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JONI MITCHELL'S 'COURT AND SPARK' on record   Print

by Robin Denselow
Guardian
March 22, 1974
Original article: PDF

FROM BEING the folksy best friend of anyone who was anything in the West Coast music scene, Joni Mitchell has gradually and unevenly developed into a songwriter of considerable stature. Her sixth and best album to date, COURT AND SPARK (Asylum), is currently the top seller in America, which is mildly surprising: it is both too solemn and too good for that.

Like the rest of her West Coast singer-songwriter mates (from Graham Nash through to Jackson Browne) she bases her songs around herself, her worries and experiences. What sets her work aside from the egocentric tedium that such a style can produce is both the sheer quality of her writing and performing, and her ability to deal with private thoughts in a public way, make personal experiences of general significance.

The album shows how rock is growing up, gracefully, maturely, and a little sadly, dealing with the concern of a now slightly ageing generation. The songs are of indecision, the inability to act or get away, tension and unease at a party, or just waiting for a friend who doesn't turn up. Trivial experiences, many of them, but always with a hint of something seriously wrong behind them, whether alienation, loneliness or plain world-weariness.

Her writing is sometimes shatteringly honest, imaginative and with an underlying desperation. Down To You starts with the observation that "everything comes and goes, marked by lovers and styles of clothes" and moves off into a stark and evocatively understated impression of brief midnight passion followed by equally bleak non-communication with the world in general the next morning. The Same Situation is even more revealing and sad, with thoughts on yet another highly experienced lover and his problems ("like the church, like a cop, like a mother, you want me to be truthful"), and her own situation "caught in my struggle for higher achievement and my search for love that doesn't seem to cease."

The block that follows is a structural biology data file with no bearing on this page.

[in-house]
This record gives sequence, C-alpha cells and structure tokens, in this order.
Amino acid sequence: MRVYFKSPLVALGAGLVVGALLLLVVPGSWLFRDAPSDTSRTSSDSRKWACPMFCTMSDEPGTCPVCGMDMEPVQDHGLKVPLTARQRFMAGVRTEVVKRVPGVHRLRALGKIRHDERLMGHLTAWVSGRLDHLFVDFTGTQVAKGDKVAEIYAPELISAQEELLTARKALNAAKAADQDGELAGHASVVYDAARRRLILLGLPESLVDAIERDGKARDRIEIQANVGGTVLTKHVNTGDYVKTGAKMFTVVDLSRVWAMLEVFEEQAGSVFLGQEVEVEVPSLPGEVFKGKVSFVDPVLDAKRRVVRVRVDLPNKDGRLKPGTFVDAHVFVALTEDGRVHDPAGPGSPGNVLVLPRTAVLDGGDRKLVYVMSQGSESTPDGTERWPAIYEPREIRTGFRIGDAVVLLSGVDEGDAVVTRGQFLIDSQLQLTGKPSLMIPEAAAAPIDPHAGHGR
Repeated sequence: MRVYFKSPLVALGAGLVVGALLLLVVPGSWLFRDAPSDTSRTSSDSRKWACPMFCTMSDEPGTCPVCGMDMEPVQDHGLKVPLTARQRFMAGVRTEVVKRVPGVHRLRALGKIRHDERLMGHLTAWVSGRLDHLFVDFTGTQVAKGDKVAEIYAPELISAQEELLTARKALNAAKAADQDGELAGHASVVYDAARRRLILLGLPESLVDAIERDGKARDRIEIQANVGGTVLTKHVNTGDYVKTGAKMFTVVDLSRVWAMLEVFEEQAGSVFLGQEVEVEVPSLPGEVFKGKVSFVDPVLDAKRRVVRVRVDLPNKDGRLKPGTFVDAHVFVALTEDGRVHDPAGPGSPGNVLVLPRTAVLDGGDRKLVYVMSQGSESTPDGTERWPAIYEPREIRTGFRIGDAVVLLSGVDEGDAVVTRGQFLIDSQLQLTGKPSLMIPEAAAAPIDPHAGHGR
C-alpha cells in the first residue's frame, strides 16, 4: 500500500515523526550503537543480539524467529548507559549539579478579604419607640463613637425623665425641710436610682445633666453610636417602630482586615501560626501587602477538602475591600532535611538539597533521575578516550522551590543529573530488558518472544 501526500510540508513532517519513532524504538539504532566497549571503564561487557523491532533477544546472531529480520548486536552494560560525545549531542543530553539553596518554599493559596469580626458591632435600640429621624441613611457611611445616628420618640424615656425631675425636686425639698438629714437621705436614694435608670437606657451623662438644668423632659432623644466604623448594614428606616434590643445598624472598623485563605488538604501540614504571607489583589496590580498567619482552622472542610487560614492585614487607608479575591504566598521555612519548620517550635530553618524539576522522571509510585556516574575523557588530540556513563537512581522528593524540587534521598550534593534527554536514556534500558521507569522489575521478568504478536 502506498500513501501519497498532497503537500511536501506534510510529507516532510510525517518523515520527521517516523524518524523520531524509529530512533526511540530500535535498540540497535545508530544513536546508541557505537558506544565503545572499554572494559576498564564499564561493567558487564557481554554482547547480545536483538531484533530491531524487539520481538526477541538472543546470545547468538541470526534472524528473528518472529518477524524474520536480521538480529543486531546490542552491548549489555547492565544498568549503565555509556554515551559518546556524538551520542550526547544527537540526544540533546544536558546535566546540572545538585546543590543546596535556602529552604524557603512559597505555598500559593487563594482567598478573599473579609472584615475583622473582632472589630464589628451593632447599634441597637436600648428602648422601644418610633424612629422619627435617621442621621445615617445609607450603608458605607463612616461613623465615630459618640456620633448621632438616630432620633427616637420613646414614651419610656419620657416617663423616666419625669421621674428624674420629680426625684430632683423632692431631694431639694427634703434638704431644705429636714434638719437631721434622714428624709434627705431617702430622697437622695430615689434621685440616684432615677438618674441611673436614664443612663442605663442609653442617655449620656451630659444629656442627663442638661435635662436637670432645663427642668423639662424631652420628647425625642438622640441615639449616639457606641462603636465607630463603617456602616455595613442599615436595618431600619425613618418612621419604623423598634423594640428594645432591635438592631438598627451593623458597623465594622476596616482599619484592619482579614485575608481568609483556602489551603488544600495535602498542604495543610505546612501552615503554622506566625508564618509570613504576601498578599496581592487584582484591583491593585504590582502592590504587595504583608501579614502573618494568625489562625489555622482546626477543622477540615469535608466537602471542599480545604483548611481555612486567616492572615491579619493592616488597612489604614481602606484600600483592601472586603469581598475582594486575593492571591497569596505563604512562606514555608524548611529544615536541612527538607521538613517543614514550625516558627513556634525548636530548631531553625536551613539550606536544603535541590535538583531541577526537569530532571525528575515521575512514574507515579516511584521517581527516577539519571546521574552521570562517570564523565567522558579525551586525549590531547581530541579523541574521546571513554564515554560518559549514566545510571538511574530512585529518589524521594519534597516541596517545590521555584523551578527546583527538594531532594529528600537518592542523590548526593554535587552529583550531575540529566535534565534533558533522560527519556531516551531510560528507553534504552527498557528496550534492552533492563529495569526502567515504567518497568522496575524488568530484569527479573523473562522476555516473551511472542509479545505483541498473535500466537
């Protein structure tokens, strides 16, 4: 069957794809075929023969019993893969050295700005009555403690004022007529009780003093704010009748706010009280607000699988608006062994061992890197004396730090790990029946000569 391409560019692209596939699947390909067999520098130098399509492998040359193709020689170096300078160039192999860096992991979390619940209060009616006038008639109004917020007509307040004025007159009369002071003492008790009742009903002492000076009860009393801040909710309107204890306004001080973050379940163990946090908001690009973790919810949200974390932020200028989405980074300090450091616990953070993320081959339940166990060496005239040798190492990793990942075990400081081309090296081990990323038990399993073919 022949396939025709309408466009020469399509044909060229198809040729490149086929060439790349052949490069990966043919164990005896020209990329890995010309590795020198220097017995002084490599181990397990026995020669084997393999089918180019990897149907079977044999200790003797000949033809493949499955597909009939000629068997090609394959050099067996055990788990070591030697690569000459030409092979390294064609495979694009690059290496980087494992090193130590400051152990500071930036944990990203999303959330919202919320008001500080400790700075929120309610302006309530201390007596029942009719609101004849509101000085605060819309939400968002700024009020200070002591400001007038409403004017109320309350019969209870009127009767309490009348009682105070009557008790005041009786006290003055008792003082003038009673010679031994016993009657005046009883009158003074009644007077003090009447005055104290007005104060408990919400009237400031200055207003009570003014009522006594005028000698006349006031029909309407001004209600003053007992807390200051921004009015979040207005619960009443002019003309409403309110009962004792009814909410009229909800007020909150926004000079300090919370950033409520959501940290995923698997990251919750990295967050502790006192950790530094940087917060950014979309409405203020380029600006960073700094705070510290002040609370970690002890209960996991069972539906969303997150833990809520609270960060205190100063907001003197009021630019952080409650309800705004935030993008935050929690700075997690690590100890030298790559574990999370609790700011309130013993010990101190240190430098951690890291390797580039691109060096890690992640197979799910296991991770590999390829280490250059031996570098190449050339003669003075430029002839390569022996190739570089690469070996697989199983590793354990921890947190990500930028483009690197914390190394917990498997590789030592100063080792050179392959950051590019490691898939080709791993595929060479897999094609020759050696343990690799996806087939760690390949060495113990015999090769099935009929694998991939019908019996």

Another song deals with the problems of fame. The title track hints back to For Free (on the LADIES OF THE CANYON album) in its concern for the ideals of a street musician who has the freedom that she has lost, stuck in Los Angeles "the city of the fallen angels."

Miss Mitchell leads the kind of liberated, rich, glamorous life that many mere mortals would envy. Her hangups are worthy of our note not because of any insight they give to her life style, but because of the way she treats them. Her musicianship is as fine as her lyrics; her voice has lightness as well as intensity and copes admirably with the musical gymnastics of her writing. Her piano playing backs it up well, as do the predictably famous session musicians (everyone from Robbie Robertson to Jose Feliciano).

Most of what they have to play is slow and melodic, with two exceptions right at the end of the album. Raised On Robbery is a successful all-out rocker (with witty but still bleak lyrics), while the old Annie Ross hit Twisted is the only disappointment. Joni Mitchell can't sing jazz, and this curious track sounds all the more wrong after her own major songs.

 

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